Piper-Lori Parker, a co-owner of Zen Yoga Garage, on creating an open environment at the studio.
How did your yoga studio come about? While working as a manager for a national yoga chain, I managed to convince Bill Senne, the property owner, to try yoga . Some time later, Bill’s real estate company acquired an old Jiffy Lube station and chose to rent it out. Bill called me and said, “Let’s start a fitness studio.” I wrote the business plan while Bill managed the build out, and we opened our garage doors in 2013.
What was your vision? Teacher led, community-focused yoga that is inclusive and diverse. We seek to create a spa-like environment. Our teachers are empowered to innovate their classes with no set sequences, so no two classes are the same.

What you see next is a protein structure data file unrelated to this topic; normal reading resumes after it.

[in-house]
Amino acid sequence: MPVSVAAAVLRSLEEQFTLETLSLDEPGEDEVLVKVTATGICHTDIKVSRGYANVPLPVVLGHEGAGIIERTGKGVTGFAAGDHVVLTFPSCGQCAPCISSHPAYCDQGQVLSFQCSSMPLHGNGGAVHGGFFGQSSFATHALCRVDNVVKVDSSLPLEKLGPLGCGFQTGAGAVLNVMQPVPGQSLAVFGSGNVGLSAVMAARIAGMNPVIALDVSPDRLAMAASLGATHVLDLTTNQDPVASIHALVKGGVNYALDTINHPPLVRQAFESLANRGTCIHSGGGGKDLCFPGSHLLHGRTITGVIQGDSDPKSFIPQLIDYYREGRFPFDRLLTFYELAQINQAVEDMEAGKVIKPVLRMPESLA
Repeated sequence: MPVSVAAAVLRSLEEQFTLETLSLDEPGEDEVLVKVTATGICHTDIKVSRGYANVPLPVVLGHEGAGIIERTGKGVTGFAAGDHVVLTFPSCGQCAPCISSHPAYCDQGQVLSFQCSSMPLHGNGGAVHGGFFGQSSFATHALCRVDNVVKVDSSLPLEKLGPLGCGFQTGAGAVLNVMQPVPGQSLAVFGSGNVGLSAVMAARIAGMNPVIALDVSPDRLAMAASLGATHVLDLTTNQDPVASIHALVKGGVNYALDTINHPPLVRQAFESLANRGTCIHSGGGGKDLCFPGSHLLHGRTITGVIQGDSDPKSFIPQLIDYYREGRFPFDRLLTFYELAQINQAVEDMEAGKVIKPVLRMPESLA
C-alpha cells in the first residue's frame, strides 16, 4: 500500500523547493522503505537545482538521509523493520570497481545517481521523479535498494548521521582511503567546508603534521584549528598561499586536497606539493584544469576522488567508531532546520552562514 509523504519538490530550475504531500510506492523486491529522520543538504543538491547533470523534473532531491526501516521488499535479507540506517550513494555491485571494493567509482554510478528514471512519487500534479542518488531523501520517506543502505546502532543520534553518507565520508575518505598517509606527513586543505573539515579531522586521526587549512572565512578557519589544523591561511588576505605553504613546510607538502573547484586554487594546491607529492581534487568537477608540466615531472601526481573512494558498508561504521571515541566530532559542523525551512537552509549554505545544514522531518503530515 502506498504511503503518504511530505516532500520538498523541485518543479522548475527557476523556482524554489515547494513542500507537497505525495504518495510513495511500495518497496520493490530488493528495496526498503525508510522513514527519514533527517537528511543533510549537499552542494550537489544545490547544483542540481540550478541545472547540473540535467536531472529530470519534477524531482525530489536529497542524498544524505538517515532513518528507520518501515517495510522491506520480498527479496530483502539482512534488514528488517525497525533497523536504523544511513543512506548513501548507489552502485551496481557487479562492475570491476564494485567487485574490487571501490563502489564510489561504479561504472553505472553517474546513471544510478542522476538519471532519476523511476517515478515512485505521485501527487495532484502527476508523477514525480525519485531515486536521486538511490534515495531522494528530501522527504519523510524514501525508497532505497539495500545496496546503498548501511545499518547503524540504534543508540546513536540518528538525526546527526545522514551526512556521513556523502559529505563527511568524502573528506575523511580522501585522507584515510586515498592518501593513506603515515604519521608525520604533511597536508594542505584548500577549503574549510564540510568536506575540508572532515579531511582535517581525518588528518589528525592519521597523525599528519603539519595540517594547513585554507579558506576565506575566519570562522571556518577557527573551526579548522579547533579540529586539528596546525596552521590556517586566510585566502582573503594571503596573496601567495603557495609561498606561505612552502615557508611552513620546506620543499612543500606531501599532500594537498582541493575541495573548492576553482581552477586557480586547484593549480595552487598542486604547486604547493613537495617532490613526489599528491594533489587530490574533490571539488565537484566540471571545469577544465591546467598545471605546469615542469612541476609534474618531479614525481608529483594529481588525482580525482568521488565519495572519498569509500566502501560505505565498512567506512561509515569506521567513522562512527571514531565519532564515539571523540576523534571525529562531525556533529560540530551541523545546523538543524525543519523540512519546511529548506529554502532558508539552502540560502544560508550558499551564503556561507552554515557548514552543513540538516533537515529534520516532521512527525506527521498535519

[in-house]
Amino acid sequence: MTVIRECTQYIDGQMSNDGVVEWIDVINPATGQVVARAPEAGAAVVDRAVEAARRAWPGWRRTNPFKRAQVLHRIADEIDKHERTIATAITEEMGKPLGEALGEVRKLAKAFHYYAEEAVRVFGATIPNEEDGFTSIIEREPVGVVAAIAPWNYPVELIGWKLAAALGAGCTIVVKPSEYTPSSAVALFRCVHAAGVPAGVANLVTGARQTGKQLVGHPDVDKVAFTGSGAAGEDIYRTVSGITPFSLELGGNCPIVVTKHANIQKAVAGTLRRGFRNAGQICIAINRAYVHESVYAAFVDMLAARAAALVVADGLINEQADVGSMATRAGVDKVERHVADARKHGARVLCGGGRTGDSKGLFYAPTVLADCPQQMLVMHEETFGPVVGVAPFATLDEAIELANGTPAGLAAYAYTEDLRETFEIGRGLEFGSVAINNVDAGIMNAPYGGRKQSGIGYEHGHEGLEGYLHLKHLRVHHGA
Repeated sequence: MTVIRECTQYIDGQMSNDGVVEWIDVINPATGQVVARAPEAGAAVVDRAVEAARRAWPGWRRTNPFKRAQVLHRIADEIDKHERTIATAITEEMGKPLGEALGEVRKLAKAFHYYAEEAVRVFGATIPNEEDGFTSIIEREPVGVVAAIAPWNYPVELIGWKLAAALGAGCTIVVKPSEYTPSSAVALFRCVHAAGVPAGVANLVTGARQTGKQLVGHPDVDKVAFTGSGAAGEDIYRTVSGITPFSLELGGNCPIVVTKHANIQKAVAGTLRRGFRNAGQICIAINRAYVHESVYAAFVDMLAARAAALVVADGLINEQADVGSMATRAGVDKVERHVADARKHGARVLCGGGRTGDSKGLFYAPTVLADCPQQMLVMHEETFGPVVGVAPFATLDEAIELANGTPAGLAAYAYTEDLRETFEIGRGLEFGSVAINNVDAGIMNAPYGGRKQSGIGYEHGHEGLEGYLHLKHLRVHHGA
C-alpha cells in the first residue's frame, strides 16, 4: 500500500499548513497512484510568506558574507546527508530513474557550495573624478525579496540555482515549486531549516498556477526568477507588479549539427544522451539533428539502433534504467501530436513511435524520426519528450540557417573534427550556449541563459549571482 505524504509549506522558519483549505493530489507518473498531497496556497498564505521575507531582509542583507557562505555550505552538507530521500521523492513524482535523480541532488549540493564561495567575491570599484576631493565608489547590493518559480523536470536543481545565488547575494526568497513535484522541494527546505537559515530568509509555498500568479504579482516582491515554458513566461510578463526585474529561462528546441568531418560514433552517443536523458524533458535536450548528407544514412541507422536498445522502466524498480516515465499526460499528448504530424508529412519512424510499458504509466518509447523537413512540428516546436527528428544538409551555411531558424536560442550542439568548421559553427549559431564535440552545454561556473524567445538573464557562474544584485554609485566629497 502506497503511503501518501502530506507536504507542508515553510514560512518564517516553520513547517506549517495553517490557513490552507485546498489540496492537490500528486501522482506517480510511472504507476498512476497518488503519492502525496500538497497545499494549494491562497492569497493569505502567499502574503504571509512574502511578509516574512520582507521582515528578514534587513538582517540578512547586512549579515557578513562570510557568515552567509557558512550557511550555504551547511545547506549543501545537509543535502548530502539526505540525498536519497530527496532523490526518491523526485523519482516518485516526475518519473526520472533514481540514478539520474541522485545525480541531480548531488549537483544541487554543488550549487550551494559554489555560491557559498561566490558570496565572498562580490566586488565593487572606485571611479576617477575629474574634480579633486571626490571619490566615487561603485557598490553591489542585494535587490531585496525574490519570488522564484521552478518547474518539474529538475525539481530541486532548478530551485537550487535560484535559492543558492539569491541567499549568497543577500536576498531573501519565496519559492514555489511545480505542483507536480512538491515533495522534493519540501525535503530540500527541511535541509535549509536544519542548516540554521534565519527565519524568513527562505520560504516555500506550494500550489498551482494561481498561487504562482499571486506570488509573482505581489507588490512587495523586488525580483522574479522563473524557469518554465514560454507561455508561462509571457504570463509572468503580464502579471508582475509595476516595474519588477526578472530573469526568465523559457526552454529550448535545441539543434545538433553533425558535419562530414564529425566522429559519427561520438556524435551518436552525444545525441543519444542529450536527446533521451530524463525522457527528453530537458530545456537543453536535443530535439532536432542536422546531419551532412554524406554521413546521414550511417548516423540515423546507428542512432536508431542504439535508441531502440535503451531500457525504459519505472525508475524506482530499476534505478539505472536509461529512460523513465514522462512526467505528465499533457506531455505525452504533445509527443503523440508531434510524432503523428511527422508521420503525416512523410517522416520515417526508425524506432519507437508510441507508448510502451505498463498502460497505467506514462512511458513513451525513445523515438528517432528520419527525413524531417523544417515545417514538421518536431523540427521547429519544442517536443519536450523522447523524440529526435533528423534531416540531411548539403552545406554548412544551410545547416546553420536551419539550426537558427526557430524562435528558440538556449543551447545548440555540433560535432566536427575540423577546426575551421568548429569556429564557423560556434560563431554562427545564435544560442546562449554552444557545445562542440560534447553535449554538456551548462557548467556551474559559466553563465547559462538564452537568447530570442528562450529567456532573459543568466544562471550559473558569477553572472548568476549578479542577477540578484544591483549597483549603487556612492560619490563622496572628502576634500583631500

What is an interesting feature about the studio’s design? Garage doors. We converted an old Jiffy Lube service station into a yoga studio. We specifically looked to retain many of the unique elements, most importantly, the two full-size garage doors in our front studio.
What is one key to your yoga studio’s success? Our focus on the community. We employ specific strategies to keep people engaged. This holiday season, we placed envelopes around a fireplace for students and teachers to leave each other notes of encouragement and thanks.
What is a piece of advice you could give to other studio owners? It’s never about you. If you are caring deeply for everyone — the teachers, the students, and every single person who walks in the door, the choices you have to make are easy.